By Skylar Burns ’23
My story is normal, basic even. I was exposed, had a runny nose, and I tested positive. And yet, a simple cycle of sickness altered three weeks of my life drastically and changed my perspective on adversity.
I’m learning that drastic changes aren’t always immediate events in which everything is now different. Sometimes drastic changes show up in small losses that happen slowly. COVID was like that for me. The effects showed up in the little things—in the time I lost hanging out with friends while I was in isolation, in the classes I missed, and in the physical strength that my body is now working to recover. I am now a statistic, a percentage, a number. I am now a part of the “COVID Club.”
I’m comforted by the treatment I was given here at North Central University. The staff and faculty went above and beyond to make sure I felt safe and comfortable and that my needs were provided for. My professors gave me deadline extensions, and I was able to make a full recovery without feeling as if I was falling behind.
‘I’ve been blessed’
All things considered, I’ve been blessed. I’ve had close friends see their parents sick, and some have had grandparents passed away. Some of you, even, may have had a worse experience than I. Or maybe it’s your senior year and you feel as if the university you have known and loved looks unrecognizable now. You’re not alone.
Senior Jessenia Gonzalez shared her thoughts on the changes this school year:
“While I’m physically back at school I still don’t feel like I’m actually here. A huge reason I came back was in hopes of filling a shaking the abruption of last school year. However, even though we are back on campus, I can’t just walk onto a dorm floor or have friends in my apartment to share meals and laughs. I can’t make final senior memories as fluidly as I would be able to if COVID were not here. I’m the first person in my family to graduate college—will I walk the stage with my friends? Will I get to celebrate with those I love in some capacity? Don’t get me wrong, I understand all the precautions. They’re so important! My family personally experienced the harsher side of COVID in March and it left my dad on a ventilator for several days and with a recovery that will last a lifetime. However, acknowledging the loss of something is very important.”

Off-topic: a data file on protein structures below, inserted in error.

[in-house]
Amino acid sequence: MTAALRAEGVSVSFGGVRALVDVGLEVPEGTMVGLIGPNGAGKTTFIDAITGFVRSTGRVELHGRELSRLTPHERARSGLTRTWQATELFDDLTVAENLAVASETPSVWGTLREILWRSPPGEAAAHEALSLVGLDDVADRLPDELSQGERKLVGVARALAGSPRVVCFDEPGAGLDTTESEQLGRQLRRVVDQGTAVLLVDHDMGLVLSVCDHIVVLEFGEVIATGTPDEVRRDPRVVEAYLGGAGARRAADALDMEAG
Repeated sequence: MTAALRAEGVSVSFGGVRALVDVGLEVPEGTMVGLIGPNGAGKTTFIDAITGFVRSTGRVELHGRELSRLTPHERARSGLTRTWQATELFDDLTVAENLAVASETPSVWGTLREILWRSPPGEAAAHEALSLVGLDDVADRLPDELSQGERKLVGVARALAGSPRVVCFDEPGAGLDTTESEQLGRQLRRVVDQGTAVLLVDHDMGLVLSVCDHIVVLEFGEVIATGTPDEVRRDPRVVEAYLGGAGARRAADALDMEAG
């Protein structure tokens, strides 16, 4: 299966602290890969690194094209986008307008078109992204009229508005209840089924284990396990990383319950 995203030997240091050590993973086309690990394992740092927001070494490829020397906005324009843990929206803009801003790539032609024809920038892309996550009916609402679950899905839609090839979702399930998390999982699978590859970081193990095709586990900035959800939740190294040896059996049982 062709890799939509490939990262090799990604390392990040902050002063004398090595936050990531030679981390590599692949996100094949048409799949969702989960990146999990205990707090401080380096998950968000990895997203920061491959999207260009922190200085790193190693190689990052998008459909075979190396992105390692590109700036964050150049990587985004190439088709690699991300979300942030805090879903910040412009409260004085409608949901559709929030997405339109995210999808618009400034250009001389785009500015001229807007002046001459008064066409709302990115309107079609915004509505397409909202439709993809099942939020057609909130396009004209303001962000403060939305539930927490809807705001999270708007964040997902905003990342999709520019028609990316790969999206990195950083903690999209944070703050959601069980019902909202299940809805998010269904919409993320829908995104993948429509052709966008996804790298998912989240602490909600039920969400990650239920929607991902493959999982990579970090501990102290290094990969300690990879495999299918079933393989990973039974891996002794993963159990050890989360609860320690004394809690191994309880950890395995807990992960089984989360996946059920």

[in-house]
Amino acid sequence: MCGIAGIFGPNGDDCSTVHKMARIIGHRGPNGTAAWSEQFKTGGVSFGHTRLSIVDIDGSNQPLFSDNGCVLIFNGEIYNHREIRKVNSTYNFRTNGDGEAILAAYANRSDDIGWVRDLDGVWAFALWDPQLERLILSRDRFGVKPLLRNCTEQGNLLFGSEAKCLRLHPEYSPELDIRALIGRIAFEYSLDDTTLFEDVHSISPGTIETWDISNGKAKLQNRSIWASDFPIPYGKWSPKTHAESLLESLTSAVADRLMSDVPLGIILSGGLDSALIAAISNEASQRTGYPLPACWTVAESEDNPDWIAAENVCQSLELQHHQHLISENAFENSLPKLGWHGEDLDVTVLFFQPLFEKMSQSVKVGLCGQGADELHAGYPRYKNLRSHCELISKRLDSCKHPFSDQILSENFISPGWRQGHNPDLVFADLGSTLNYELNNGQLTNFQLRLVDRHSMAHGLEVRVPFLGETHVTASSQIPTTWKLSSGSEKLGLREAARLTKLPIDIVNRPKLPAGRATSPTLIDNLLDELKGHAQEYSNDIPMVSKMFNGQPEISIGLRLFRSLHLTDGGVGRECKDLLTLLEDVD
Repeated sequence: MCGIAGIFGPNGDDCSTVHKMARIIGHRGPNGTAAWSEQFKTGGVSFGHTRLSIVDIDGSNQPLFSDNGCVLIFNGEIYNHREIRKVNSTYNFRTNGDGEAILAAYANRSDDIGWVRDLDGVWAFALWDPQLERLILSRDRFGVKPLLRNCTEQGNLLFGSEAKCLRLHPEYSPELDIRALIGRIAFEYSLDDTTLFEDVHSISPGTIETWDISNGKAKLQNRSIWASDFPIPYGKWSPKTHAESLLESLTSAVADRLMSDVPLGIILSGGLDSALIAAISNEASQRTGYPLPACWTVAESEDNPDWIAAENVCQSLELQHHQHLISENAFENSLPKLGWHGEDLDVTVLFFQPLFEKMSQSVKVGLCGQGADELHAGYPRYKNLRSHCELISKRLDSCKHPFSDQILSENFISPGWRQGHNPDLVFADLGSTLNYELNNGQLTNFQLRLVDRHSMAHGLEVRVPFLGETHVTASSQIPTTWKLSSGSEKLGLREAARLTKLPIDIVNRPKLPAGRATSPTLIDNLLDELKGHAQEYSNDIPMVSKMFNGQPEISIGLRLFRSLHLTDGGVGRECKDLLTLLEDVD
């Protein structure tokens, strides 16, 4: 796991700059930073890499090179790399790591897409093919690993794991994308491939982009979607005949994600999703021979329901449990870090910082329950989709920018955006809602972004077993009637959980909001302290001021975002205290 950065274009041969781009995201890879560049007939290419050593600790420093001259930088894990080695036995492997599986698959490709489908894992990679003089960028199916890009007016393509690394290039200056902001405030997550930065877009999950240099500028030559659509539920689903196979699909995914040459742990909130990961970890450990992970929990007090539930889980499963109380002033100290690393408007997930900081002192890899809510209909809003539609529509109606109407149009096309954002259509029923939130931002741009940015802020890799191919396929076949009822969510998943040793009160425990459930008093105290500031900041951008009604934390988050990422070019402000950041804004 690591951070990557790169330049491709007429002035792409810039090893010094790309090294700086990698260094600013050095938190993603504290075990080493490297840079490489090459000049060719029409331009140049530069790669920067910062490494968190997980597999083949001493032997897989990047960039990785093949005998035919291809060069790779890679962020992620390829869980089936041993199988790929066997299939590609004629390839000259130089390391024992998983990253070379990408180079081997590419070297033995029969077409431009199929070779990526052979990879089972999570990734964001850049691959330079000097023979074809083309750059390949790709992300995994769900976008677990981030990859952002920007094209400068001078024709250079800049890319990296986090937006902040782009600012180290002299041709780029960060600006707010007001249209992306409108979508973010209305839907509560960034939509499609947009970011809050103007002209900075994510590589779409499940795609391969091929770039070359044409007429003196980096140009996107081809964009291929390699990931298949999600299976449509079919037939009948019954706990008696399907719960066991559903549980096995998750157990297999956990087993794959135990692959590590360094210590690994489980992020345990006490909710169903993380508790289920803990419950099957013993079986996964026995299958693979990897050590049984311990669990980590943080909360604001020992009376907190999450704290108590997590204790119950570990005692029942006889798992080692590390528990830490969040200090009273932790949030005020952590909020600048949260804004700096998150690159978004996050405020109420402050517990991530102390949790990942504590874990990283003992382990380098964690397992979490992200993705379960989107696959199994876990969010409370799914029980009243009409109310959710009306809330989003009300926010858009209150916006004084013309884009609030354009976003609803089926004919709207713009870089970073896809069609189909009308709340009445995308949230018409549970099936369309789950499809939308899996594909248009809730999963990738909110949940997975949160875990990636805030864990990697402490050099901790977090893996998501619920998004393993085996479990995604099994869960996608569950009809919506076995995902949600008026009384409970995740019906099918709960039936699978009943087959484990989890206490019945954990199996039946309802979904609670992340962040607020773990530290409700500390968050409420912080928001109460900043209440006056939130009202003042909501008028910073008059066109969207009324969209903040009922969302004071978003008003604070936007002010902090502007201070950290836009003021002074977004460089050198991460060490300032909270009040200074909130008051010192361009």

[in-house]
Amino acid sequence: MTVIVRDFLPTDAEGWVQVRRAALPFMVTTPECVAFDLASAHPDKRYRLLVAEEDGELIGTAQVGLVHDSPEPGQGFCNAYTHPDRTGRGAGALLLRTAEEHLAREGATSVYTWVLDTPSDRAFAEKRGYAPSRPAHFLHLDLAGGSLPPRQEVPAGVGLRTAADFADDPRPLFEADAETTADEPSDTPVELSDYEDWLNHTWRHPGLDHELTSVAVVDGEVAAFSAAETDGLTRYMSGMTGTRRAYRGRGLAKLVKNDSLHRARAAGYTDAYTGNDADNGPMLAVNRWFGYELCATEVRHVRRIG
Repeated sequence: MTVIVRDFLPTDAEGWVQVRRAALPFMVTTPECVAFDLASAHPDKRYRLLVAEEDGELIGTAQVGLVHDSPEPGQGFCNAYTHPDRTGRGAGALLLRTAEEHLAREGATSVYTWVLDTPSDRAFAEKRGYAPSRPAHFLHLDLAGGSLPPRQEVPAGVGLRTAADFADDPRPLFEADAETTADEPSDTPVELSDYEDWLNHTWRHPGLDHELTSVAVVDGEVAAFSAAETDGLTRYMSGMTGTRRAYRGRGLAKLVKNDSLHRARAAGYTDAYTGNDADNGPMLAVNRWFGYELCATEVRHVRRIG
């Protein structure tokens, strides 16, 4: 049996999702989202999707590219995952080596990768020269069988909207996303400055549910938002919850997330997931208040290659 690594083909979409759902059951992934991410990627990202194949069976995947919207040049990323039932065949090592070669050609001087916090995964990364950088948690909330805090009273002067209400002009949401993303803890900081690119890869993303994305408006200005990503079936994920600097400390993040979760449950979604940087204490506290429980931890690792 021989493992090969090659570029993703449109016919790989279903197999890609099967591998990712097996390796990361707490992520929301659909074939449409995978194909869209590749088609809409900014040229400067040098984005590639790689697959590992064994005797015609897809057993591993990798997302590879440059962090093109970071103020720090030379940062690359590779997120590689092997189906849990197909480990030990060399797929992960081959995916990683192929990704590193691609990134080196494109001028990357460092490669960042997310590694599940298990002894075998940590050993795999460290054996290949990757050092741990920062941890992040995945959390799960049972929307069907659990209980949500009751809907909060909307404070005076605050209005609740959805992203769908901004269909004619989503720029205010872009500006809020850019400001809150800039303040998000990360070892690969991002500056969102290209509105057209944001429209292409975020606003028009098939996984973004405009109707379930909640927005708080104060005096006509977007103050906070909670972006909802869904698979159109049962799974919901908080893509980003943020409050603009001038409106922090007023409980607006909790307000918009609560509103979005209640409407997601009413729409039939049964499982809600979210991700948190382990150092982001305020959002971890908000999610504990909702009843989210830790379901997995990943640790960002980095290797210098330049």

Like Jessenia, I’ve found myself wrestling with the question, is this worth it?
My answer to that question is “Yes.”
As I was thinking through my answer initially overwhelmed with annoyance and stress, I began to remember why I came to college in the first place. There is only one time in my life I can have the full college experience. Freshman move-in day, roommates, bro-sis floor events, Homecoming weekend, staying up until 4 a.m. in Clay Commons (even though I have an 8 a.m. class)—these are all moments that make up my college experience. Coronavirus is one of those moments. Although very annoying at times, this is what life is now, and in 50 years I’ll be able to tell my children and grandchildren how I survived COVID-19 way back in the year 2020.
Creating culture in midst of turmoil
The world is changing. As uncomfortable and hard as it is, we have a duty, as the next generation of young leaders, to create culture in the midst of this turmoil. I’ve learned over the last few years that culture is made up of two things—what the leader does and what they allow.
So, I would like to challenge you today: What are you going to do and what are you going to allow yourself to do, think, or say, in regards to COVID-19? Are you going to complain, allow yourself to catch an attitude, and share your feelings with the world? Or are you going to find the joy in the little things, choose to have a better attitude, and not allow your feelings to rule you?
Your feelings are valid, 100%! But I refuse to come out of this season with nothing to show for it but wrinkles on my forehead from frowning all the time. I want to come out of this season as a better leader, daughter, and friend.
There are two sides of history in the making here, and you get to choose which side you are on. Are you going to allow coronavirus to win, or are you going to rise up and do something about it?
The latter sounds like a better story.
Skylar Burns is a sophomore Interdisciplinary Studies Major. She is a Discipleship Leader, a member of Worship Live, and serves as a Student Assistant in the Office of Communications.